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2015 Toscana Rosso “Cuna”

Podere Santa Felicita

The wine route can often lead me to unsuspecting corners of France and Italy. Usually the promise of a great potential terroir is present, but often the potential of the land itself has been either misunderstood or simply misread, and even more commonly the vigneron in question is struggling to translate a great terroir into the glass. While the secret to making great wine is undoubtedly growing healthy fruit on a properly selected piece of land, the hu­man hand must be there to guide the fruit into wine. There are a number of key touchpoints that only we can decide: harvest date and timing and technique of bottling are arguably the two most important. Length and style of maceration and choice of aging vessel are two more critical decisions.
      One morning in August last summer, as I drove for an hour from Arezzo due north on a small  two­lane road through eastern Tuscan towns all new to me—Rassina, Bibbiena, Poppi— I reflected on the likelihood of whether I would find greatness on the spectrum of “terroir real­ization.” As I neared my final destination in Pratovecchio, one hour due east of Firenze in the foothills of the Apennine moun­tains, my thoughts drifted back to the more mundane question: Where exactly was this place? Not even my trusty GPS was comfortable in these parts, so after climbing a dirt road nearly to the summit of a mountain without finding a cantina, I gave up and phoned my host, Federico Staderini. I probably could have walked to his small cellar from where I was, but ended up driving back down the mountain and back up a nearby dirt road. Close, but no cigar.
      Several decades of work as an agronomist and enologist, not to mention being a native of Tuscany and an avid student of history, gave Federico all the tools he needed to ferret out this forgotten limestone terroir high in the hills of eastern Tuscany, known to the Etruscans long before him. Truth be told, given Fede­rico’s track record, I had very high confidence that I would find the stars aligned. However, Pinot Nero in Toscana? It had to be seen and tasted to be believed.
     After we toured his vineyards, which did indeed exist and seemed abundantly healthy, his pipette began to dip and tour through his small cellar of old barrels, each taste revealing a wine of strong, confident character and surprising finesse. Afterward, a vertical sampling of six older vintages confirmed what had to be tasted to be believed: Federico had unearthed the Holy Grail for producing age­ worthy Pinot Nero in Tuscany, and I would import it to the United States for all of our clients to experience.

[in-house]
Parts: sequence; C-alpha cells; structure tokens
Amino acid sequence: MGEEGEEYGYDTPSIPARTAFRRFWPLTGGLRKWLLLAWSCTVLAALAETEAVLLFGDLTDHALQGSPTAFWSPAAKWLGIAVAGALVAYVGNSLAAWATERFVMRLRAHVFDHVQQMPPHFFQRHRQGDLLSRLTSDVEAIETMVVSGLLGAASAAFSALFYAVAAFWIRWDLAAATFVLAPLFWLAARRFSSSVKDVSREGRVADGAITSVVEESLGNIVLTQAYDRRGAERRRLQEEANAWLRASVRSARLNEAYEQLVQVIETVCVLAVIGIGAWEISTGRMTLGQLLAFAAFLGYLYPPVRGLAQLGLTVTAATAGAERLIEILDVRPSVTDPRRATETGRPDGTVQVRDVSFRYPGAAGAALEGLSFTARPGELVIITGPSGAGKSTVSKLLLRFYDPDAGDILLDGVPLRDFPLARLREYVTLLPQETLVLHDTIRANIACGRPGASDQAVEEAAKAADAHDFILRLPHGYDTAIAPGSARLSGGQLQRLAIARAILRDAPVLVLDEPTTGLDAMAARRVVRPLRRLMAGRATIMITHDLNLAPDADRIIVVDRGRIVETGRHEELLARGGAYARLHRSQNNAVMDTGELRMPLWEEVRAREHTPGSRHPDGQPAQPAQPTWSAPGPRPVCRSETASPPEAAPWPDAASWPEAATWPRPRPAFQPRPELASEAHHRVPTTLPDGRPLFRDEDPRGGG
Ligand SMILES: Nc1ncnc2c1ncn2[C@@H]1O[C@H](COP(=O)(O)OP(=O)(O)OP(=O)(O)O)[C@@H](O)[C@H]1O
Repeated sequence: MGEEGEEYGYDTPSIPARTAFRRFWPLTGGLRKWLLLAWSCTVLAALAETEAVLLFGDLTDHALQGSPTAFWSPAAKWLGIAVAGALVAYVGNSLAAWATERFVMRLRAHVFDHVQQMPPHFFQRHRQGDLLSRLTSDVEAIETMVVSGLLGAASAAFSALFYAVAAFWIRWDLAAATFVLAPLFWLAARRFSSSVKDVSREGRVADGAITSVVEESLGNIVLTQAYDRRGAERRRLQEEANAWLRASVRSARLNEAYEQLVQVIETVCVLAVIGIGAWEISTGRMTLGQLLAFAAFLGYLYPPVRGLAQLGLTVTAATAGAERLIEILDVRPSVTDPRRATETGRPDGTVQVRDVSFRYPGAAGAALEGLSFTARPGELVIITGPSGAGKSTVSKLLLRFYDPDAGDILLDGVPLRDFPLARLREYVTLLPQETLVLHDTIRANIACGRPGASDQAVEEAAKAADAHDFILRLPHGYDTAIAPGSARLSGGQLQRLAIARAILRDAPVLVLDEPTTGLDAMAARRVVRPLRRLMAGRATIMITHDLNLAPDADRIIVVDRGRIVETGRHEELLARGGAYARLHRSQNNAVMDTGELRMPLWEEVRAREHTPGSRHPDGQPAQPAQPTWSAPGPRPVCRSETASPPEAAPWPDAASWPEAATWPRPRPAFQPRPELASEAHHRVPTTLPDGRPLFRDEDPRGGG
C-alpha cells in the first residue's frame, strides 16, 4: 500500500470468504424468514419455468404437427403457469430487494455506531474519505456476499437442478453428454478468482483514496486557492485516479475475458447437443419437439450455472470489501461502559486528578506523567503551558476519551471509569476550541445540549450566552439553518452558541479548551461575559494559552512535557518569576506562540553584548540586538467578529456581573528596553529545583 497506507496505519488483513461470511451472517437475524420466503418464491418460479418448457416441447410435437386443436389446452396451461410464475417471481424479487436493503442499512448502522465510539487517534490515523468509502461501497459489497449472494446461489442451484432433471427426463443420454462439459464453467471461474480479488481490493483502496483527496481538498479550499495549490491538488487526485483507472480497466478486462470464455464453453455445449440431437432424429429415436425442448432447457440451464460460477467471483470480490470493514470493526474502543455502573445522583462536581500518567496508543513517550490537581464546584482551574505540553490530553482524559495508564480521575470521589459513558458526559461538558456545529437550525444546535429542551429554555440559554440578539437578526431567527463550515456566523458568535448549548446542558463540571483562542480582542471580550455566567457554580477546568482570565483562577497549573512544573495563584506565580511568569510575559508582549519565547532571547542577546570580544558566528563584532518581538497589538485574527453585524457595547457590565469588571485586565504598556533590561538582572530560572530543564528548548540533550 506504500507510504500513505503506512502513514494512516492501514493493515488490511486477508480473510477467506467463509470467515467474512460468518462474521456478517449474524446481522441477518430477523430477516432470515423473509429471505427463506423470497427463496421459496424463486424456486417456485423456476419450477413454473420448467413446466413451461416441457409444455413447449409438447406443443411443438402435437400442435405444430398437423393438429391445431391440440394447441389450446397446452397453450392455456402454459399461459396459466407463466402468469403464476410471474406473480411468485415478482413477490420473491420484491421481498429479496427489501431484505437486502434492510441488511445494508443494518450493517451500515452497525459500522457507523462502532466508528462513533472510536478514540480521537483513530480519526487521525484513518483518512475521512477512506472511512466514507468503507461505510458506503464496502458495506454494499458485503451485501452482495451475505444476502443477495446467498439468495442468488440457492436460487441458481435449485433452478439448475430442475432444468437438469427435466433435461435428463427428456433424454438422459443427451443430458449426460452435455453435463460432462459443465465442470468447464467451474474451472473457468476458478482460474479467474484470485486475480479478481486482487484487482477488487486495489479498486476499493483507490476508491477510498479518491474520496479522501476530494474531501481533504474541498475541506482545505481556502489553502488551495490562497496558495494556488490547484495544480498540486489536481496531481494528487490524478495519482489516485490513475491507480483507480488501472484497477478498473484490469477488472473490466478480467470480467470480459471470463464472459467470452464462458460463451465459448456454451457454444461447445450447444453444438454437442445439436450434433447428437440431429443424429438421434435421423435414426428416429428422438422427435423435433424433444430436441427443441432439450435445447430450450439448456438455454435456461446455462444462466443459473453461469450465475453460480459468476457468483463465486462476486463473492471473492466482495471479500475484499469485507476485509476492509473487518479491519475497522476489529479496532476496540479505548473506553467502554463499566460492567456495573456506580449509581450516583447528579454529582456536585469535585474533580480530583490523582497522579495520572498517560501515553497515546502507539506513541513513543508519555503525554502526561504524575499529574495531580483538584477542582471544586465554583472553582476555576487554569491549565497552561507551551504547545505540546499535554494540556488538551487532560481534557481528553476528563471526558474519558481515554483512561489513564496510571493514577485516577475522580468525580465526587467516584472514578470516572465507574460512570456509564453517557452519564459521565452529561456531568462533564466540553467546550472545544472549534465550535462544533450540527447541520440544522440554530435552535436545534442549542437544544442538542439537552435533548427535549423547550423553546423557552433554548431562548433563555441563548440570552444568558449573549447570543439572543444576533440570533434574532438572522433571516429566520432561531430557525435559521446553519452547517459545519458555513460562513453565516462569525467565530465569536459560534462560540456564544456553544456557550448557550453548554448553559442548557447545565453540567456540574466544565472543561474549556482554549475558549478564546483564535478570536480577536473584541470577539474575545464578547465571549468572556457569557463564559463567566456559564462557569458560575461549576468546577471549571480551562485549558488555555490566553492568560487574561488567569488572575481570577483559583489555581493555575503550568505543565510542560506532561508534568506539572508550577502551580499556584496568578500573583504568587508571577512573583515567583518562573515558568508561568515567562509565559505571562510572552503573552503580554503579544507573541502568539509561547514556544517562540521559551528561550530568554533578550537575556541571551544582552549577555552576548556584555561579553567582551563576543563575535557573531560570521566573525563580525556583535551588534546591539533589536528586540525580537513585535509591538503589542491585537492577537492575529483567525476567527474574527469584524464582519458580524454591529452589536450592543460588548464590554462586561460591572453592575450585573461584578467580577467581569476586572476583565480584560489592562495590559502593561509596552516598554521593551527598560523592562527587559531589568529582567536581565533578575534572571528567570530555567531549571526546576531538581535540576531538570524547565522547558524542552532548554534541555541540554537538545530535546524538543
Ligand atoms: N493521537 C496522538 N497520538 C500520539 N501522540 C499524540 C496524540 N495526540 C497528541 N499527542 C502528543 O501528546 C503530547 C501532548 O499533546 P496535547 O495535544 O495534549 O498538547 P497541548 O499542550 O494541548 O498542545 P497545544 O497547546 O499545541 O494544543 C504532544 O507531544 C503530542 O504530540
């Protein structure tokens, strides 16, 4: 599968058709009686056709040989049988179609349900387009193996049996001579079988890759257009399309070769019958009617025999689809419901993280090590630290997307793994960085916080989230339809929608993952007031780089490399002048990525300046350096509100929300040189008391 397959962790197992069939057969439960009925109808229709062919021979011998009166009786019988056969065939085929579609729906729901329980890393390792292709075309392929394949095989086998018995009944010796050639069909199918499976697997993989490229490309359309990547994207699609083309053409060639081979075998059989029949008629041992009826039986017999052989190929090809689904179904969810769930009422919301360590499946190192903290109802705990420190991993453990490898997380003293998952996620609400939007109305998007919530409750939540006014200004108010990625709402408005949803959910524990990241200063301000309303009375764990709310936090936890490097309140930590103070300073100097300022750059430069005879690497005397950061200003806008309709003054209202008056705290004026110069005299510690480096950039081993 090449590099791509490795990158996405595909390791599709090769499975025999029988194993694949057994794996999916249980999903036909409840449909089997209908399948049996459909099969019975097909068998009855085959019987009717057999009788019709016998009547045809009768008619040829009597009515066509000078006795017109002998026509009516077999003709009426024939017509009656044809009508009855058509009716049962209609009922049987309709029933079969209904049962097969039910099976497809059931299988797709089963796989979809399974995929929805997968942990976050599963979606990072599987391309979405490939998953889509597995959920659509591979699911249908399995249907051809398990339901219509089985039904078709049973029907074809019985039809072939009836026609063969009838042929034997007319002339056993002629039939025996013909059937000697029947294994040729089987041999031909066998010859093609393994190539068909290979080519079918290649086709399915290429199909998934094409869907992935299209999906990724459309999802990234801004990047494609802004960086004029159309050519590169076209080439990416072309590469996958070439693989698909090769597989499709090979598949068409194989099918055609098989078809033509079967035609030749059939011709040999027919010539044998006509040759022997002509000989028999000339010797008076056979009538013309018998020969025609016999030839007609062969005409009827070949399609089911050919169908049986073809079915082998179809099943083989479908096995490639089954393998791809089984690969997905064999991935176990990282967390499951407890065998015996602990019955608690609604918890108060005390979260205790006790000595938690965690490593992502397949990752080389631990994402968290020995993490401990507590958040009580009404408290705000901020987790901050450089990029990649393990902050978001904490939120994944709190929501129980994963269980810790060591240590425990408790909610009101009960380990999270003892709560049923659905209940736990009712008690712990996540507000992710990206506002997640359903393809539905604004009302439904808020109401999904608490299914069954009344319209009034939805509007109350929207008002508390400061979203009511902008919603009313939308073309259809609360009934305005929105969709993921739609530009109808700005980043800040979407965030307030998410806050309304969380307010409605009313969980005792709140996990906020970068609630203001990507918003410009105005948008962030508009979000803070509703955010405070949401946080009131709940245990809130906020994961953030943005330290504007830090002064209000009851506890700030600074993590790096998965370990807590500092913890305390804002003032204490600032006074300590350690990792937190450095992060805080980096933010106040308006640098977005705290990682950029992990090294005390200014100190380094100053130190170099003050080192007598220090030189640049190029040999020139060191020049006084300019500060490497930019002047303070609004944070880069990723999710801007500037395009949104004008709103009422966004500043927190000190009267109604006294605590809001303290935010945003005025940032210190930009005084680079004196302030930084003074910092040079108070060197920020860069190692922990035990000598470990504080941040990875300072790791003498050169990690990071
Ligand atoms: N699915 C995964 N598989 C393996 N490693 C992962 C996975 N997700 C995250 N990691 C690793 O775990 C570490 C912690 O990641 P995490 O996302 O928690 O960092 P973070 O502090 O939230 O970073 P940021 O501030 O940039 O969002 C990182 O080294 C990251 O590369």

Dixon Brooke

Vintage: 2015
Bottle Size: 750mL
Blend: Pinot Nero
Country: Italy
Region: Tuscany
Producer: Podere Santa Felicita
Winemaker: Federico Staderini
Vineyard: 3.5 ha, Planted in 2004, 2005, 2007
Soil: Clay, limestone
Farming: Organic (certified)
Alcohol: 13.5%

More from this Producer or Region

About Tuscany

Perhaps no region is tied to Italy’s reputation as a producer of fine wine as much as Tuscany. Since Etruscan times, viticulture has played a prominent role in this idyllic land of rolling hills, and the Tuscan winemaking tradition remains as strong as ever today. With a favorable Mediterranean climate, an undulating topography offering countless altitudes and expositions, and a wealth of poor, well-draining soils, conditions are ideal for crafting high-quality wines. Add to that the rich gastronomical tradition—Tuscany is home to some of the country’s finest game, pastas, salumi, and cheeses—and you have the blueprint for a world-class wine region.

This is Sangiovese territory; in fact, it is arguably the only place in the world where Sangiovese reaches a truly regal expression. In spite of a rocky history with fluctuations in quality, traditionally produced Chianti has reclaimed its status as one of the country’s most reliable, food-friendly reds, while the rapid rise of Brunello di Montalcino shows the grape’s potential for grandiose, opulent reds allying power and finesse. Traditionally-minded growers have stuck to using only indigenous grape varieties and employing techniques like aging in massive wooden casks known as botti, creating wines of terroir that shine at the Tuscan table.

Tuscan wines have had a place in our portfolio since Kermit’s first visit in 1977. While the names of the estates have changed, the spirit of those first unfiltered Chiantis he imported live on through our current selections.

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2014 Orcia Rosso “Selvarella”

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2012 Alta Valle Della Greve “80”

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2013 Brunello di Montalcino “Santa Maria”

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2015 Chianti Classico

Villa Di Geggiano  Italy  |  Tuscany  |  Chianti Classico


2014 Chianti Classico

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2011 Chianti Classico Riserva

Villa Di Geggiano  Italy  |  Tuscany  |  Chianti Classico Riserva


2016 Bandinello Toscana

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2012 Chianti Classico Riserva

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2015 Chianti Classico

Castagnoli  Italy  |  Tuscany  |  Chianti Classico


Trust the great winemakers, trust the great vineyards. Your wine merchant might even be trustworthy. In the long run, that vintage strip may be the least important guide to quality on your bottle of wine.—Kermit Lynch


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